On Teaching and Being Taught

Dr. Williamson hails from a small, working-class family in Pittsburgh, Pennsylvania and was the first of his family to go to college. During our discussion, he recalled having no idea what he wanted to do when he was 19 except for his drive to receive an education and obtain a Ph.D. He did just that after his bachelor’s in Psychology, receiving a Ph.D. in psychiatric epidemiology (the study of the distribution of psychiatric diseases in a population and the risk factors that impact the distribution).

Over time he has migrated towards integrating preclinical models, brain imaging, biomarkers and genetics into his study of stress-related disorders. He defined himself as a translational epidemiologist and really struck a chord with me when he said, “in life you can call yourself whatever you like and become it”. Given a chance to go back in time, he said he would have enhanced his biology training as an undergraduate, however he advised not worrying “about fitting everything into an end-product that you imagine for yourself because in 10 years I don’t think you’ll find yourself in the position you’re imagining now”.

I love how Dr. Williamson’s current projects are very much a product of happenstance and seized opportunities. The project I’m involved with is sequencing the gut bacteria of mice pre & post a chronic social defeat paradigm (which induces a depression-like phenotype) to measure shifts in their microbiome. What began as Kara’s (an undergrad who now works in the lab) senior thesis and has now grown into one of the lab’s main focuses—a beautiful example of Dr. Williamson’s teaching style in which he likes to work with students one-on-one and “to learn together, teaching and being taught”.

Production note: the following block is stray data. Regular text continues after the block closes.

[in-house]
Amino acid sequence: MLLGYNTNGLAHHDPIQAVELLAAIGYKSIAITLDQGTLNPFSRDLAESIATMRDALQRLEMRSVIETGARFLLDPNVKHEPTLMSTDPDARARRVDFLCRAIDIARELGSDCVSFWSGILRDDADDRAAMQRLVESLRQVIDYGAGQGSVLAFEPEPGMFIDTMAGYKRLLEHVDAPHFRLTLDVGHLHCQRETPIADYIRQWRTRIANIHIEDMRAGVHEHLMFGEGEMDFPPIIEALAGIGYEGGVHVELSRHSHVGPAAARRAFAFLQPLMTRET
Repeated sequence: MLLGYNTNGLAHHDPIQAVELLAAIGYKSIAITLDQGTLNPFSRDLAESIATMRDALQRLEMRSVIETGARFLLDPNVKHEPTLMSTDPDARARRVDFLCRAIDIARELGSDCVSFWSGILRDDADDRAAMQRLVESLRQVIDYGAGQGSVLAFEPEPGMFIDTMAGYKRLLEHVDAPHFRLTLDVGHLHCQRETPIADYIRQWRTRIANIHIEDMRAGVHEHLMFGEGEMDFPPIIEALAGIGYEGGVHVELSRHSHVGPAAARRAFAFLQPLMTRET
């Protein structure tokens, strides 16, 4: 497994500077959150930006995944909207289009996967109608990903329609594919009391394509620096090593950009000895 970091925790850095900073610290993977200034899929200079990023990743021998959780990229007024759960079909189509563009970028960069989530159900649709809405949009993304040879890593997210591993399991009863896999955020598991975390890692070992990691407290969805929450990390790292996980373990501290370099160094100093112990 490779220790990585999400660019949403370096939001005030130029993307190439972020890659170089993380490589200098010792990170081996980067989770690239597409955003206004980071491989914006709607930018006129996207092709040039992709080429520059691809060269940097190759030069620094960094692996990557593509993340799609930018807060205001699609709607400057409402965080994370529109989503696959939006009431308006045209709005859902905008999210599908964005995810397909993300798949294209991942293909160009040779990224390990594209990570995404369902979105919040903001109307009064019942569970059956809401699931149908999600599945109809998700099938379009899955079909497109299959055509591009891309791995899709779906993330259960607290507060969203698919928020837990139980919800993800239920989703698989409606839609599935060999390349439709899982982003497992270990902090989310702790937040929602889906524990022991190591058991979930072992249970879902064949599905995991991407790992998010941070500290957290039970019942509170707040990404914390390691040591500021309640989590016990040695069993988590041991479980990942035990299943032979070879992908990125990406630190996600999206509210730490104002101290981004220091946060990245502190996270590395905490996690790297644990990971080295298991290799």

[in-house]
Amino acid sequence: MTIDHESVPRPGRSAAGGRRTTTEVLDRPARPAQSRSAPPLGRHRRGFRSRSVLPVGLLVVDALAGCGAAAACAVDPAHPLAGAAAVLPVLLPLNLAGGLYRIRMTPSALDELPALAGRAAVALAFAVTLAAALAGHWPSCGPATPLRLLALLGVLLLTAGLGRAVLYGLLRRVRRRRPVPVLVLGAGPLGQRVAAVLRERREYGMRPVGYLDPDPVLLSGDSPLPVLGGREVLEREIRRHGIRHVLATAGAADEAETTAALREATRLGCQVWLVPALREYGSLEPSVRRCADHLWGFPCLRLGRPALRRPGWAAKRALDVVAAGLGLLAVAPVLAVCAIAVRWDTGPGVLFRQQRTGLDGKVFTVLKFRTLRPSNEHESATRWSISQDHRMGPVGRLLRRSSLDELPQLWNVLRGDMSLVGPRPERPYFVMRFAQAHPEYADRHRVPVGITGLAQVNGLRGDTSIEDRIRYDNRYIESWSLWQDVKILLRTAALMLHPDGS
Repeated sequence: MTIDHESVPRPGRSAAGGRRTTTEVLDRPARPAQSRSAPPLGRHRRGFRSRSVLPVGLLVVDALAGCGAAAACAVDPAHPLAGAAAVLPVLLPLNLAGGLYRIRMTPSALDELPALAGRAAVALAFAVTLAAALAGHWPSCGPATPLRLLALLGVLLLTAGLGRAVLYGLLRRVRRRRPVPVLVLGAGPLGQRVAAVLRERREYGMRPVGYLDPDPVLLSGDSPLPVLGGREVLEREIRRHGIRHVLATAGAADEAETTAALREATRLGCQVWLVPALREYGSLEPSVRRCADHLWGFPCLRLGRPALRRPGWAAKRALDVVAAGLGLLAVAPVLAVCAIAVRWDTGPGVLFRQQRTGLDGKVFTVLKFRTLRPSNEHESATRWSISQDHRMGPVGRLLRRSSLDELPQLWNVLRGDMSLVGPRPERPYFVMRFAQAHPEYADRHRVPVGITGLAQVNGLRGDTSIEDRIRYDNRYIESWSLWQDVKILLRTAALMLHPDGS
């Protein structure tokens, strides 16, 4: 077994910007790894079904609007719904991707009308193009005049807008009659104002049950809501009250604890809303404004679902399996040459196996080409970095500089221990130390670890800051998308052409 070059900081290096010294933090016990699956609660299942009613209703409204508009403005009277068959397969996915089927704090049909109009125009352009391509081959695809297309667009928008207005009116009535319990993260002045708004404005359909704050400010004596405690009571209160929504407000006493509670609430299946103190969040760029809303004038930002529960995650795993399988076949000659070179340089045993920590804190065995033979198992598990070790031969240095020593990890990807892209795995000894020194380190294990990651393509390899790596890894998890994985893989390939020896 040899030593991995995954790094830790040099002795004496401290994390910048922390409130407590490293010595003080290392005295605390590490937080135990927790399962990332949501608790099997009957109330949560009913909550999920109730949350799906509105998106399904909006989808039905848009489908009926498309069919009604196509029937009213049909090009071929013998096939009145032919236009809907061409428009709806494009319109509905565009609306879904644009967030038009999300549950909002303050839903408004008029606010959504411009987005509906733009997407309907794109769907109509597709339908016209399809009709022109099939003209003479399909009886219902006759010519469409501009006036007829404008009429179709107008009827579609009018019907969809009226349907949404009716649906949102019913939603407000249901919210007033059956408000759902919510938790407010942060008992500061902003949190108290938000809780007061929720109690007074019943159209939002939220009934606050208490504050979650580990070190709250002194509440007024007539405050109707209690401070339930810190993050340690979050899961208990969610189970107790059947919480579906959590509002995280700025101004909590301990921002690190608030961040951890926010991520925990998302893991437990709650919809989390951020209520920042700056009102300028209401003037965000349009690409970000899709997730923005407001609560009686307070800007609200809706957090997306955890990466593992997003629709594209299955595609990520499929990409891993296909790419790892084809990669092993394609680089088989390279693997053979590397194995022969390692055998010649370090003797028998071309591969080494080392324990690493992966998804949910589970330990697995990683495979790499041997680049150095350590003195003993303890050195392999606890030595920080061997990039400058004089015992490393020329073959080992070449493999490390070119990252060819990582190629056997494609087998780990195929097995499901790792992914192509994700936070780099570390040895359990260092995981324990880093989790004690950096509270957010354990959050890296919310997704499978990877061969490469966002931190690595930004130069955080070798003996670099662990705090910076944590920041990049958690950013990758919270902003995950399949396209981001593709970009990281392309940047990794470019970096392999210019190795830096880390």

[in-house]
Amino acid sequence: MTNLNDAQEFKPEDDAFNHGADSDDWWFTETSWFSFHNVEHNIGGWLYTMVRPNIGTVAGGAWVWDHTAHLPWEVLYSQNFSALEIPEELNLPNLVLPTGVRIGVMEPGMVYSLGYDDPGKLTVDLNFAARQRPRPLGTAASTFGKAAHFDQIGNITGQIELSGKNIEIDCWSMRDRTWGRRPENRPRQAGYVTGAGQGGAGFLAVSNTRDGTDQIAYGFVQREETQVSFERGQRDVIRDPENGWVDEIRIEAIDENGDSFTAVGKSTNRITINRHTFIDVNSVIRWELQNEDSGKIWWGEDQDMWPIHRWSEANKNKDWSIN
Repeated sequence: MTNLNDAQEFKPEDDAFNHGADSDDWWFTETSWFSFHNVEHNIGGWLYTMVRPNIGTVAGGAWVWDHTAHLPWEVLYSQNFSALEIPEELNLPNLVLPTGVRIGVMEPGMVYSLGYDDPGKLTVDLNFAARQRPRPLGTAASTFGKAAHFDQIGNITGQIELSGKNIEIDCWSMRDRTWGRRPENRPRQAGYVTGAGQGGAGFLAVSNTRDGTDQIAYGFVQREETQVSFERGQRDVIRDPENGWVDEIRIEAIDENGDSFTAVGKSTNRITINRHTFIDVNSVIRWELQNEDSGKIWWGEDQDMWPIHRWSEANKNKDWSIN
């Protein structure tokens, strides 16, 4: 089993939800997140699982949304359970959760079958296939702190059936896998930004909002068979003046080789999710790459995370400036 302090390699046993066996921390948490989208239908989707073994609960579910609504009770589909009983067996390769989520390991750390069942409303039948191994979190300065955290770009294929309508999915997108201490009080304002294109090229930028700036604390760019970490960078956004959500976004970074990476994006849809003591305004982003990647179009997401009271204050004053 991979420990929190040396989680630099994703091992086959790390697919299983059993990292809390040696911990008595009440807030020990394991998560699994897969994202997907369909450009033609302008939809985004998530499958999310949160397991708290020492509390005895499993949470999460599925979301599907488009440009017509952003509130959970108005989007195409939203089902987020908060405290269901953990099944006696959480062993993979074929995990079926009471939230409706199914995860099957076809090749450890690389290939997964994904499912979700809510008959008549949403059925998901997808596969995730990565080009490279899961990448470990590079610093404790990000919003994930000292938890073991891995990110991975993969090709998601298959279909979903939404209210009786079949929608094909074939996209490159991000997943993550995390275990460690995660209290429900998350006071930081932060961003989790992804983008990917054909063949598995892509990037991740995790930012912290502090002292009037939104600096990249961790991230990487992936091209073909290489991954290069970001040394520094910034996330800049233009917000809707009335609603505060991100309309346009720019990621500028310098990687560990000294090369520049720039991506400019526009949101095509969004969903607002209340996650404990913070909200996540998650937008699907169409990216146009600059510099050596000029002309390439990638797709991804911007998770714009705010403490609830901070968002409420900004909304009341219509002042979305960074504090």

Their second project is within a national PTSD consortium (partially funded by Veteran Affairs). Before moving to Duke, Dr. Williamson worked in San Antonio where a colleague approached him about taking on a genetic study of soldiers pre & post deployment to find biomarkers for PTSD susceptibility. The happy accident which started out as helping a friend has grown exponentially, and Dr. Williamson is now the director of the ‘Genomic and Biomarkers Core’ within the consortium. Although Dr. Williamson has been lucky both professionally and financially to be able to branch into new fields, he mentioned that allowing investigators to access money not tied to project-specific grants would help science move forward. Additionally, he would like to see more incentives for scientists to be unselfish and collaborative so that one’s life experiences can become the whole group’s knowledge.

The lab’s final project is a longitudinal teen alcohol and depression study for which Dr. Williamson’s epidemiological background has been critical. “Depression is not depression is not depression”, each individual’s depression is characterized by their family history, presence early-life anxiety, age of first onset, etc. and one must look at the disease in that framework. In the pursuit of better understanding these factors, he is following children with high-risk backgrounds during the peak onset period of 12-15 years old.

As a final piece of advice for aspiring scientists, he emphasized the importance of being generous, gracious and dependable as a collaborator and of giving more than one takes. “No one will help you if you’re a pain in the ass,” he said jokingly, but also with the wisdom of one who has dealt with such a colleague before.

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